INSIGHT INVESTIGATION: How Russian bots invaded Twitter to fight in Jeremy Corbyn’s army.
[Posted by Lara Keller, 7/5/18]
[Original Source = https://www.thetimes.co.uk/edition/news/invasion-of-the-russian-twitter-bots-to-fight-in-jeremy-corbyns-army-78966pjrk]
[Note= The Sunday Times is a conservative UK newspaper, and like the rest of the right wing press in the UK it does consistently and strongly criticize the radical left Labour Party leader Jeremy Corbyn (or indeed any Labour leader). There is a history of press attacks on the Labour party going back to the infamous “Zinoviev Letter” and the “Daily Mail” in 1924. A politically tribal response to rejecting all attacks on Corbyn by the right wing press is irresponsible. Corbyn appears to have spent decades attacking Nato and promoting polices favorable to nominally left-wing dictatorships abroad. This gives Putin a strong incentive to encourage a Corbyn lead Labour Government in the UK. Any information about this will inevitably only appear in the right wing press. Clement Atlee lead a transformative Labour Government in the UK in 1945, but he also ensured the UK responded to the hostile threat of the Soviet Union. There are good reasons to question Jeremy Corbyn’s motives and backers. This article may help, and so it is available here. LK 7/5/18]
It was a stunning election comeback by Labour — but there were Russians in its ranks, reports “Insight”, April 29 2018, 12:01am, The Sunday Times.
It was the moment that brought a tear to the eye of the prime minister. At 10pm on June 8, 2017, a shock exit poll revealed that Theresa May’s seemingly well-judged gamble of bolstering her majority with a snap general election had backfired.
The Labour leader, Jeremy Corbyn, had defied expectations. When the campaign began there had been a widespread belief that he was unelectable and his demise would be swift following the inevitable Conservative landslide.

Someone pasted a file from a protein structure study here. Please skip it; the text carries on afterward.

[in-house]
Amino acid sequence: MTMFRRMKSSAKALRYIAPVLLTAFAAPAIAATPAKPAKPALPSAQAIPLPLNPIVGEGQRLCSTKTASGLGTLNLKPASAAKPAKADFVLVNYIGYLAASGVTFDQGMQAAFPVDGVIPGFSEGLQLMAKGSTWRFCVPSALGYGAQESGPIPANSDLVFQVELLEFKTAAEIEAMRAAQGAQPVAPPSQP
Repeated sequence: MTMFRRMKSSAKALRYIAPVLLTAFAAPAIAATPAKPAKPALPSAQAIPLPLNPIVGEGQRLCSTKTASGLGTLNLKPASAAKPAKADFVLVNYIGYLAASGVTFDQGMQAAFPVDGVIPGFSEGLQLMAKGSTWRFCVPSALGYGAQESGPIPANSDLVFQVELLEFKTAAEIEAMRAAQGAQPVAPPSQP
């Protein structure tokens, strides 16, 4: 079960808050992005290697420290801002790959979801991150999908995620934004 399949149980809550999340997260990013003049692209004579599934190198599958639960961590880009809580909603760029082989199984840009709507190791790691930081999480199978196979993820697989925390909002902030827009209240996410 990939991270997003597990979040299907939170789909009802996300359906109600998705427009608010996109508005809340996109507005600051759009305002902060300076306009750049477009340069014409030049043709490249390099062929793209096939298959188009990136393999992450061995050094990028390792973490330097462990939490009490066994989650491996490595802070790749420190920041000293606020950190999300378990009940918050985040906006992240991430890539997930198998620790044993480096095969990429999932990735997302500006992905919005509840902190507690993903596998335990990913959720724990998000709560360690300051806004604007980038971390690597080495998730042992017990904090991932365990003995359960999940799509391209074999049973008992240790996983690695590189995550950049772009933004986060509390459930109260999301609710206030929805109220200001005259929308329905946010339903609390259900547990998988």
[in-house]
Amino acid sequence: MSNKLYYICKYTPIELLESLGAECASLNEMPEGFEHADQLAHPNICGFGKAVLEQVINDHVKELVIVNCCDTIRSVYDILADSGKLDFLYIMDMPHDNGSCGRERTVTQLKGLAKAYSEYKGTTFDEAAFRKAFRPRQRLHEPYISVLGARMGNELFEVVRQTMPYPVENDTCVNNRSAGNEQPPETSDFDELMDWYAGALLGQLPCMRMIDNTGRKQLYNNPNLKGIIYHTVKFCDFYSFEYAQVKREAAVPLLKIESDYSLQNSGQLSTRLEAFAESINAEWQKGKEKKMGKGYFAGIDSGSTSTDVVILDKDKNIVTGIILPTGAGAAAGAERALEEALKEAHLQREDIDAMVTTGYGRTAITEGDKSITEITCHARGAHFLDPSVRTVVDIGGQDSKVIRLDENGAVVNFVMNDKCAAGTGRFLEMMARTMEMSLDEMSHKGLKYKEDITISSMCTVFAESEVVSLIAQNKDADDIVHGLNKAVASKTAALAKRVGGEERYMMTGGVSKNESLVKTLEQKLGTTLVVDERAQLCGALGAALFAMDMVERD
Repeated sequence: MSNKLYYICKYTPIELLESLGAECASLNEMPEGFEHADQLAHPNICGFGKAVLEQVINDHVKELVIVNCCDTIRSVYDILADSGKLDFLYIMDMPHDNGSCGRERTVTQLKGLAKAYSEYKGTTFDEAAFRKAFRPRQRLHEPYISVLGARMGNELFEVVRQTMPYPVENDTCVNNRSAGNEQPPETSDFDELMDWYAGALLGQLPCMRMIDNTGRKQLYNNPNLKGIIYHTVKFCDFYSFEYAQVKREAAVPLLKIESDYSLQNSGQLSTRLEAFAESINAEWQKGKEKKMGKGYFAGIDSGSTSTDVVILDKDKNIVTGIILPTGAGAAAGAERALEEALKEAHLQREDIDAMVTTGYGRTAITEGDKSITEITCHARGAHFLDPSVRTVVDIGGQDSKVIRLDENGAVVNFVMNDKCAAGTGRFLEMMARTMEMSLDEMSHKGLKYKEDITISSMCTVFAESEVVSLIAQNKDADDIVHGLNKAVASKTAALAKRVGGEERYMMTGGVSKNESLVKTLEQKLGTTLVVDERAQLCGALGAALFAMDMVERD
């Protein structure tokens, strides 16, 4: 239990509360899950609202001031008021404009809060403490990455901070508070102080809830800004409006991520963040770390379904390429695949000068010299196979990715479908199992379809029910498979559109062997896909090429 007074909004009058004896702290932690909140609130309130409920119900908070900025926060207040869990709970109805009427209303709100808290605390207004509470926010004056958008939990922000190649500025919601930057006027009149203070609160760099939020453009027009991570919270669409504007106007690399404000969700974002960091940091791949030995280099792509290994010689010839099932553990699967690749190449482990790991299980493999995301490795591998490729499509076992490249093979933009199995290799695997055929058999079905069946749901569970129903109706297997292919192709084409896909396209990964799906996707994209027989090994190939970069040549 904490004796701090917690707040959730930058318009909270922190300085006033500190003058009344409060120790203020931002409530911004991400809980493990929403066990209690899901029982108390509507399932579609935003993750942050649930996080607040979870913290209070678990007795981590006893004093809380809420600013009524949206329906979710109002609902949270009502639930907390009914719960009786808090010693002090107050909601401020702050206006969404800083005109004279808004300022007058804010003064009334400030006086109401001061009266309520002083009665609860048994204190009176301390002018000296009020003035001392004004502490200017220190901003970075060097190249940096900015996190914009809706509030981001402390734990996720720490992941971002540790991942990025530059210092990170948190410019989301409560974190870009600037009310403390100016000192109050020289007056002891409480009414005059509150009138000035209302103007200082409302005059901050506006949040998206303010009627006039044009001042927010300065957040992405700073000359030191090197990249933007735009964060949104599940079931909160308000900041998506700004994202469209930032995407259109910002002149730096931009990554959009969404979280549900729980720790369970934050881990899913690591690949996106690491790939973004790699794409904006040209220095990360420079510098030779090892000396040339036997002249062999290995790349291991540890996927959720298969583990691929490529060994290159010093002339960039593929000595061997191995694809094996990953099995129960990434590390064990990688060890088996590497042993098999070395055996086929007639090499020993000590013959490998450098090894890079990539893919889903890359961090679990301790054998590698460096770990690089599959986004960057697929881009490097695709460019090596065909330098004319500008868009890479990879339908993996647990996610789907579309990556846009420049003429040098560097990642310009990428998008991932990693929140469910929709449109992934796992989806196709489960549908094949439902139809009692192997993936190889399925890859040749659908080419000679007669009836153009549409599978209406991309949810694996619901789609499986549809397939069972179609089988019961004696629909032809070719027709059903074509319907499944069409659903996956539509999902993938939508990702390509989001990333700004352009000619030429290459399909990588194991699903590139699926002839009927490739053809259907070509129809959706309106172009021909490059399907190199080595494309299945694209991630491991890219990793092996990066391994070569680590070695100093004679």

But the campaign changed that: Corbyn lifted Labour support from 25% to 40%. The party’s gains cemented the most unlikely political transformation in decades, elevating Corbyn to a serious contender whose name would be sung with cult-like reverence when he appeared on stage at the Glastonbury festival a fortnight later.
The causes of the result are still being debated. Was it the galvanisation of the youth vote, did May run a lacklustre campaign or were the polls wrong from the beginning?
One question has been largely overlooked, until now. Did Moscow attempt to influence the British general election by using social media in the same way that it tried to boost the fortunes of Donald Trump during the 2016 American elections?
A ground-breaking investigation by The Sunday Times in conjunction with Swansea University has found the first strong evidence that large numbers of mechanised Russian social media accounts attempted to influence the result during the seven-week campaign.
Our research suggests there was an orchestrated attempt to propel Corbyn into Downing Street by bombarding the public with positive messages in support of Labour, using Twitter accounts that were mostly created after the election was suggested early last year.
At the same time, the Russian accounts identified in our research disseminated a deluge of negative propaganda against Labour’s main rival, the Conservatives. Comments such as “The Tories are literally killing our children” were retweeted by mechanised Russian accounts using fake English-sounding women’s names.
Professor Oleksandr Talavera, the Swansea University economist who collected the data, said: “The samples provide evidence that Russian language bots were used deliberately to try to influence the election in favour of Labour and against the Conservatives.
“The data represents just a small random sample and therefore the Russian-language automated bot behaviour we have observed is likely to be only the tip of the iceberg of their general election operation.”